Body horror : A subdivision of horror culture dealing with disgust of the human body.  This is allied with biological horror a popular sub-genre of Japanese horror.  Body horror generally dates back to the early 1900’s and feature stories of bodily invasion and transformation.  The legendary pulp magazine, Weird Tales, seemed to specialize in this type of tale.  Edward White’s ”Lukundoo” is an early classic of this type.  It had a homunculus growing as a tumor on the protagonist’s arm. 

According to Clive Barker, body horror is the essence of horror.  The idea that one’s body ages and horribly decays is certainly a key element of horror, but as Noel Carroll says that this does not take into account the supernatural or other aspects of horror.  In Barker’s A-Z of Horror, he devotes the “J” section to Japan, specifically the horror films of Tsukamoto Shinya,  Tetsuo - The Iron Man and its sequel are well known to English-speaking horror fans, one can see Barker’s interest in them.  They are the ultimate body horror films, where the body hideously transforms into metal monstrosities.

The Japanese popular culture takes body horror a step further, horribly mutating bodies in demonic creatures, usually with no trace of the original body.   Anime revels in the complex transformations that changes ordinary humans into demons or other fantastic creatures with bulging muscles and veins and exotic sensory organs.  Bodies often incorporate any nearby inanimate objects and turn them into useful appendages.  One interesting variation of this is the manga Eat Man, whose hero has the useful ability to  chew up bolts and bits of metal and covert them to fully functional weapons.   

Bommatsuri  : Japanese Festival of the Dead.  See Bon Odori.

Bon Odori : In Japan, traditional Buddhist Festival of the Dead, comparable to the Hindu sraddha.    It originated from a Buddhist monk who asked the Buddha how to release his mother from the Realm of Hungry Ghosts.  Buddha suggested he do good works in his mother’s name.  When this worked, the monk danced a dance of joy, the O-Bon Odori.  This dance is a central part of the festival.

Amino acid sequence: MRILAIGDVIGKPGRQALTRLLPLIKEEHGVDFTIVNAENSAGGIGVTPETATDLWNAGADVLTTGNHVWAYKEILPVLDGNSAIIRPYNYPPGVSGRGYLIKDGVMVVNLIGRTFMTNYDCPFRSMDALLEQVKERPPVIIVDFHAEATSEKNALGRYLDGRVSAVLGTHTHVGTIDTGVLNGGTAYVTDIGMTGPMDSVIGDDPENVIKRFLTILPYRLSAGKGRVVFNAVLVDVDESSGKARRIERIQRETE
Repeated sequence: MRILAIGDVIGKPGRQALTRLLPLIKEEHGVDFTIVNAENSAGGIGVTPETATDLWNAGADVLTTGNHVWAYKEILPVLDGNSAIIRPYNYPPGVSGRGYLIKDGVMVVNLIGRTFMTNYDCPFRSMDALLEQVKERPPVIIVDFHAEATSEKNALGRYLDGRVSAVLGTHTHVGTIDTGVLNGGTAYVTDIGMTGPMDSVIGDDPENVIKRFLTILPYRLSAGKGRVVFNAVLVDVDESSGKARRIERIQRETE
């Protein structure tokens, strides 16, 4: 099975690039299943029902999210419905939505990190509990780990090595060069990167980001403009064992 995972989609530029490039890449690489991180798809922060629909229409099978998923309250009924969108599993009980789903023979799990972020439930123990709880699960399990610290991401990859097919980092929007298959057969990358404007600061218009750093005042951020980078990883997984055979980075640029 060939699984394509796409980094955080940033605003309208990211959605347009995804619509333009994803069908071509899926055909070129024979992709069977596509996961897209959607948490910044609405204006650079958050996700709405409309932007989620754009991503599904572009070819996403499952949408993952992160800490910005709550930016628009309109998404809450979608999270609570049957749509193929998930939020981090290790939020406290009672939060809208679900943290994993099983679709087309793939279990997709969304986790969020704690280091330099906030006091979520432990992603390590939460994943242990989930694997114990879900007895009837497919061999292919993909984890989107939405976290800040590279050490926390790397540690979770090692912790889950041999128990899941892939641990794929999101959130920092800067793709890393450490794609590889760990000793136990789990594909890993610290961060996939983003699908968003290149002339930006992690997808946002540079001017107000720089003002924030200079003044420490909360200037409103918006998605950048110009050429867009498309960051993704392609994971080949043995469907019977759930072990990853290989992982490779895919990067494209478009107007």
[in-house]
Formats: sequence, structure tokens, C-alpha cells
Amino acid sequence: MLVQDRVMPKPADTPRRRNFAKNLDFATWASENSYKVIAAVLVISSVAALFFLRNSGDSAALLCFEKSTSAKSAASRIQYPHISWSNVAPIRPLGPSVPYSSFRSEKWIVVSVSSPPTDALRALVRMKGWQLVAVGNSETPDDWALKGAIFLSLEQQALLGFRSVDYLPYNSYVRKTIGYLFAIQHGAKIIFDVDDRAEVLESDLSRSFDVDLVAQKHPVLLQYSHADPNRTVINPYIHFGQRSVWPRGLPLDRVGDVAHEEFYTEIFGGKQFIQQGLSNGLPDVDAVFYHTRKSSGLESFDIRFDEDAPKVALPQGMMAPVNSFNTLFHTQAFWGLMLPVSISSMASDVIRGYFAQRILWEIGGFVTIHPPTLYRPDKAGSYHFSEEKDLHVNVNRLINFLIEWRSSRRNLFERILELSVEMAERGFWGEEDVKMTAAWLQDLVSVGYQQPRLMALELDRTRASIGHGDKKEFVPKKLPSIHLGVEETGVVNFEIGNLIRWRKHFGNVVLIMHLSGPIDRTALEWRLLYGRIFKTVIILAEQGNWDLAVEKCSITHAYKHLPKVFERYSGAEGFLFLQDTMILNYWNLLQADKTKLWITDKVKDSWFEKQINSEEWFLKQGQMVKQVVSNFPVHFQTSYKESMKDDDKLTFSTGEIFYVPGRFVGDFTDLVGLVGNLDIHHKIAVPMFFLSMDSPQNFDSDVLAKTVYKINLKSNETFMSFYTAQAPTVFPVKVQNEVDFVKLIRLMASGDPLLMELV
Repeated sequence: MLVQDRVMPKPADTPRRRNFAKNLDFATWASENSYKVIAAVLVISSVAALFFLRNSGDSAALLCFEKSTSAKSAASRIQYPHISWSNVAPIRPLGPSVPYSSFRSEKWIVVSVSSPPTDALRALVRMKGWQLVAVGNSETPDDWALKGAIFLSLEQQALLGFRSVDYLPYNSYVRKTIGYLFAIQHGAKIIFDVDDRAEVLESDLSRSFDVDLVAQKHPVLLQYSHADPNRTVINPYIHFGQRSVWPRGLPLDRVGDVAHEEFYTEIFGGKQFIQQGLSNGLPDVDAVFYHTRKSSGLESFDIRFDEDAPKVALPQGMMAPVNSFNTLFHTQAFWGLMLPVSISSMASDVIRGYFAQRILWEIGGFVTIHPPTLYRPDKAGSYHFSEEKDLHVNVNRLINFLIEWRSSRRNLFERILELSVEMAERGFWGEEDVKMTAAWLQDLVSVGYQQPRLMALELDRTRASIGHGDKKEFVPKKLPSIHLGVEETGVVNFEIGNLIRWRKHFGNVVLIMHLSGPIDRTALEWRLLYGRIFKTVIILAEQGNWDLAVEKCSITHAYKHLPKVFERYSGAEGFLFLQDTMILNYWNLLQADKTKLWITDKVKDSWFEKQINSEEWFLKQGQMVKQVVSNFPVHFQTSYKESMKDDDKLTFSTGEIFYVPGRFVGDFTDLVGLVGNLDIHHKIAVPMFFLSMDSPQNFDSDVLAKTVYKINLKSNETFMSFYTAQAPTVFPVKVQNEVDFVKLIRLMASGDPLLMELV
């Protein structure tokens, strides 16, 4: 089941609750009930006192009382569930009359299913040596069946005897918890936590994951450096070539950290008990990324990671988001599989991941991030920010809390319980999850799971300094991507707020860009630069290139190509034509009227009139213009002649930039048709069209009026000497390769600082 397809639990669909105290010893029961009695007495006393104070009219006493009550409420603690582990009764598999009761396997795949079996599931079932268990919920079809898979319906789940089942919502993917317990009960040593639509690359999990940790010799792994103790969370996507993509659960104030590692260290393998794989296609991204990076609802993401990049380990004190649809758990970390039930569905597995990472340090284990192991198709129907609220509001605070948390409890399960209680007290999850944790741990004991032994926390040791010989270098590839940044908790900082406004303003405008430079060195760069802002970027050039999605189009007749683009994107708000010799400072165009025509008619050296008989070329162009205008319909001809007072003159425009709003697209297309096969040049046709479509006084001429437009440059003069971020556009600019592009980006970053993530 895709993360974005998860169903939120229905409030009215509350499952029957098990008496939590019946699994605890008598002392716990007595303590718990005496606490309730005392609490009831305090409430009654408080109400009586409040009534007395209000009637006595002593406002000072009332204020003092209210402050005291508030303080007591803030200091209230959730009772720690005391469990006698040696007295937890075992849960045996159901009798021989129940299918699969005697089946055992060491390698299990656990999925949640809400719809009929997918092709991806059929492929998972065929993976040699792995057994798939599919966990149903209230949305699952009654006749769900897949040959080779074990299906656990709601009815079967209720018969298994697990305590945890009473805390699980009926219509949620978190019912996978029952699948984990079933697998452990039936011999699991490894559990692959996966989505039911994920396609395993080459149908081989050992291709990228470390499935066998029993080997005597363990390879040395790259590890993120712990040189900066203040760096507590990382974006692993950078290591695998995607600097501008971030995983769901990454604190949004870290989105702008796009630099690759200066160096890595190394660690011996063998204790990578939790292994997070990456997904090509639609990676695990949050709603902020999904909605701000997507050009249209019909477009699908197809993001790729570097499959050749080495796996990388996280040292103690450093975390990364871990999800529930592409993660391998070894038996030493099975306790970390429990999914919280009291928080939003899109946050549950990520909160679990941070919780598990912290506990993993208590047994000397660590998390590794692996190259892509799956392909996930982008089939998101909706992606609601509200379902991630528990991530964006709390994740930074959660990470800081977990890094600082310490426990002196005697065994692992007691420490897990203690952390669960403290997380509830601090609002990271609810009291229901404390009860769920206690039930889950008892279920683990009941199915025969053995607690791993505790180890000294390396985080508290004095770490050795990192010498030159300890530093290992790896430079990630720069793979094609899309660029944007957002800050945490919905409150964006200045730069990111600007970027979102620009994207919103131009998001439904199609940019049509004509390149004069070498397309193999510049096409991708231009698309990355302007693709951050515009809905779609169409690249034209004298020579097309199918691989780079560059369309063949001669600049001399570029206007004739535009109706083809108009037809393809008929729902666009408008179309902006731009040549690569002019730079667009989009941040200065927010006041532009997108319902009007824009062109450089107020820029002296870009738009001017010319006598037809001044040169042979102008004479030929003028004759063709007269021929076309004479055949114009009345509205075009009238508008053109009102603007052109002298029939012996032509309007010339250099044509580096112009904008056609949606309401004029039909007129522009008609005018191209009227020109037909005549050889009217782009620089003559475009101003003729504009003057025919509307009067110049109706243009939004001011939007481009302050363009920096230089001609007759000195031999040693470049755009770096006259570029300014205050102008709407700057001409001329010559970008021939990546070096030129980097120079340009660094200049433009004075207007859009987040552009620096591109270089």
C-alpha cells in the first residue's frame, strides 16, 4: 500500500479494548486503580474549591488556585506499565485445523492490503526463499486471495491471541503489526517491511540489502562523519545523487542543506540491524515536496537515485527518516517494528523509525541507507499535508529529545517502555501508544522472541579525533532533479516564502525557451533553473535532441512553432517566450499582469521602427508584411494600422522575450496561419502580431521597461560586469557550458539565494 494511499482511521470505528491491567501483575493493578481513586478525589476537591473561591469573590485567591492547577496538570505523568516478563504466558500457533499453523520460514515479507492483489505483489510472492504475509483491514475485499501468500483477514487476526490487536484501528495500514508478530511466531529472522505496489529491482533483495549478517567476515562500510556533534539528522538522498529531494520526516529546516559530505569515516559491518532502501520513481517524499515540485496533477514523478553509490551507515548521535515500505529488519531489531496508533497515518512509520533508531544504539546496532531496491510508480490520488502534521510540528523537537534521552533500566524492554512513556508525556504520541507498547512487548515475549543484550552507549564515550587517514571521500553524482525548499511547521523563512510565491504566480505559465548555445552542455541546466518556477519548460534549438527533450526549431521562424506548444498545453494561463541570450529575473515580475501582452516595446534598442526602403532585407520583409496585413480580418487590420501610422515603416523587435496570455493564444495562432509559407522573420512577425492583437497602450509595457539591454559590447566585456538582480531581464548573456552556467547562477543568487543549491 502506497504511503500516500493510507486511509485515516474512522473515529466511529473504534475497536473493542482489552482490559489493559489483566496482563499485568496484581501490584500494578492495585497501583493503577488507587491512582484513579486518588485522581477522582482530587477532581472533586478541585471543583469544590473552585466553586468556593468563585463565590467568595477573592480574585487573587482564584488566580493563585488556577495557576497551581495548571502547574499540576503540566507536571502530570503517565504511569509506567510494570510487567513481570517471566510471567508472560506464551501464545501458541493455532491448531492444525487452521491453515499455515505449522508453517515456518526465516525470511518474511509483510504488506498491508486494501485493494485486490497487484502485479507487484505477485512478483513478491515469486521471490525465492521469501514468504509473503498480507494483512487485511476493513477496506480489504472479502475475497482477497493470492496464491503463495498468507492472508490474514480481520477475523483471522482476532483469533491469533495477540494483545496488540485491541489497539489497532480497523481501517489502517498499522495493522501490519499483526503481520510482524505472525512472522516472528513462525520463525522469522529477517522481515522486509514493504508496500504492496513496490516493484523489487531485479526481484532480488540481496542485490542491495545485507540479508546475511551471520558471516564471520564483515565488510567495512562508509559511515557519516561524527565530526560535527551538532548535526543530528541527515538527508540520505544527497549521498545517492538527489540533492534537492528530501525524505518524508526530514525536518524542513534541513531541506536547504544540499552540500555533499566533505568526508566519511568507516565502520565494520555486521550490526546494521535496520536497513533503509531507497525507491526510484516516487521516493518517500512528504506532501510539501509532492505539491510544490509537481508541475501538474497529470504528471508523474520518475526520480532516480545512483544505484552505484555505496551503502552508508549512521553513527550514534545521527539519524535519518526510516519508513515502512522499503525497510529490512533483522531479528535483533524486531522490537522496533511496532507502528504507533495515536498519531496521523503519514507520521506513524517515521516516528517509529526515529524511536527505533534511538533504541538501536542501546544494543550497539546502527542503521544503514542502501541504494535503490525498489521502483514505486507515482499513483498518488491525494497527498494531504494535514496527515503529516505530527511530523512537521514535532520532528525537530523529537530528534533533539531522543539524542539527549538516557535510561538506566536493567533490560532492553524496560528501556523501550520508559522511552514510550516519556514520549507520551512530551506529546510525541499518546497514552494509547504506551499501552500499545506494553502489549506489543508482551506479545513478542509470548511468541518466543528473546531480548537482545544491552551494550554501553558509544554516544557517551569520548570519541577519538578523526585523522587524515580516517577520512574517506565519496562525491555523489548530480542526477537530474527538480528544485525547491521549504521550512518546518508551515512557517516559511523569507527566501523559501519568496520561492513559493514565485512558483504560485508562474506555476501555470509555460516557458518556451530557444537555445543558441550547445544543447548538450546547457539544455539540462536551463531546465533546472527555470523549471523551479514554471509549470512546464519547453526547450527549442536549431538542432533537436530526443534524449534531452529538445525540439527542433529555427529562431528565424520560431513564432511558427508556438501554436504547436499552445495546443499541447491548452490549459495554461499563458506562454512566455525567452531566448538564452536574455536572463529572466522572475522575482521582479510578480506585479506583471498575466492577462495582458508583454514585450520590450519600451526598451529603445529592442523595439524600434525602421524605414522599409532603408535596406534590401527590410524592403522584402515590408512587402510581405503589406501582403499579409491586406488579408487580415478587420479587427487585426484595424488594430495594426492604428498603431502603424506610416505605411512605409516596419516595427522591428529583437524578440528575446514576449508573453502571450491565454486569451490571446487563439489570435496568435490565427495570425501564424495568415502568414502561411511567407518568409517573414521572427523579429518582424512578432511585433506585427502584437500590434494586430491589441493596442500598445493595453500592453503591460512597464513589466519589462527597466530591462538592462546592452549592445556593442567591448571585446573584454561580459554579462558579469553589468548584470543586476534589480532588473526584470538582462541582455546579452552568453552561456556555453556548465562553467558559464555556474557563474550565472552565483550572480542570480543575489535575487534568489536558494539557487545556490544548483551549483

Bones, Chinese Oracle : Tens of thousands of oracle bones have been discovered in China, dating back to the Shang Dynasty.  These are usually the shoulder bones of oxen, sheep or goats, but sometimes other animals were used such as turtles.  The bones were inscribed with questions addressed to animistic deities and heated in a fire until the bones cracked.  The resultant markings were interpreted according to the angle of the cracks whether the answer was positive or negative.

Bramah, Ernest : American mystery and oriental fantasy writer (1867-1942) .  He is largely forgotten today except for a series of episodic fantasy tales set in China.  The hero, Kai Lung, is a story-teller/adventurer who wanders about China meeting the famous, the infamous and the extraordinary.   This again is set in  the China of the Western imagination, not the real China.  The two key collections of these tales are Kai Lung Unrolls His Mat and The Golden Hours of Kai Lung.  Originally appearing in brightly colored hardbound editions during the 1930’s, his tales were reprinted in fantasy paperback boom during the 1960’s and 70’s, by Penguin in the U.K. and Lin Carter’s Adult Fantasy Series in the U.S.A.